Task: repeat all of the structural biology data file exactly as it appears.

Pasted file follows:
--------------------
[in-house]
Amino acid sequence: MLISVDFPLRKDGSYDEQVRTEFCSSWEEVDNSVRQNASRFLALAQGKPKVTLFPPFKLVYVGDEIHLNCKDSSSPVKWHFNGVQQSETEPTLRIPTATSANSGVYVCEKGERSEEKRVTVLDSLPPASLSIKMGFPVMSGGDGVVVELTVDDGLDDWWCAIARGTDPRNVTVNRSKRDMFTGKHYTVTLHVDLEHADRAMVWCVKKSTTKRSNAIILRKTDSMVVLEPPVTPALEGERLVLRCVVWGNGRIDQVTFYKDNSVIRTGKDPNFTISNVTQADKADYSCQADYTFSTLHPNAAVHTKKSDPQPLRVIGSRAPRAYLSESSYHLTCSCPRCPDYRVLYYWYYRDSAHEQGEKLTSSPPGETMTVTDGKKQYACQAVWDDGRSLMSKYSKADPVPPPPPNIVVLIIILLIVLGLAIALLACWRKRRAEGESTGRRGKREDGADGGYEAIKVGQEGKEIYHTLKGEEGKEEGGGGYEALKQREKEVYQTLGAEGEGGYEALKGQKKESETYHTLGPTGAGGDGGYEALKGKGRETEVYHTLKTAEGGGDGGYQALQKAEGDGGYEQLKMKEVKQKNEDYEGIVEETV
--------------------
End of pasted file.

[in-house]
Amino acid sequence: MLISVDFPLRKDGSYDEQVRTEFCSSWEEVDNSVRQNASRFLALAQGKPKVTLFPPFKLVYVGDEIHLNCKDSSSPVKWHFNGVQQSETEPTLRIPTATSANSGVYVCEKGERSEEKRVTVLDSLPPASLSIKMGFPVMSGGDGVVVELTVDDGLDDWWCAIARGTDPRNVTVNRSKRDMFTGKHYTVTLHVDLEHADRAMVWCVKKSTTKRSNAIILRKTDSMVVLEPPVTPALEGERLVLRCVVWGNGRIDQVTFYKDNSVIRTGKDPNFTISNVTQADKADYSCQADYTFSTLHPNAAVHTKKSDPQPLRVIGSRAPRAYLSESSYHLTCSCPRCPDYRVLYYWYYRDSAHEQGEKLTSSPPGETMTVTDGKKQYACQAVWDDGRSLMSKYSKADPVPPPPPNIVVLIIILLIVLGLAIALLACWRKRRAEGESTGRRGKREDGADGGYEAIKVGQEGKEIYHTLKGEEGKEEGGGGYEALKQREKEVYQTLGAEGEGGYEALKGQKKESETYHTLGPTGAGGDGGYEALKGKGRETEVYHTLKTAEGGGDGGYQALQKAEGDGGYEQLKMKEVKQKNEDYEGIVEETV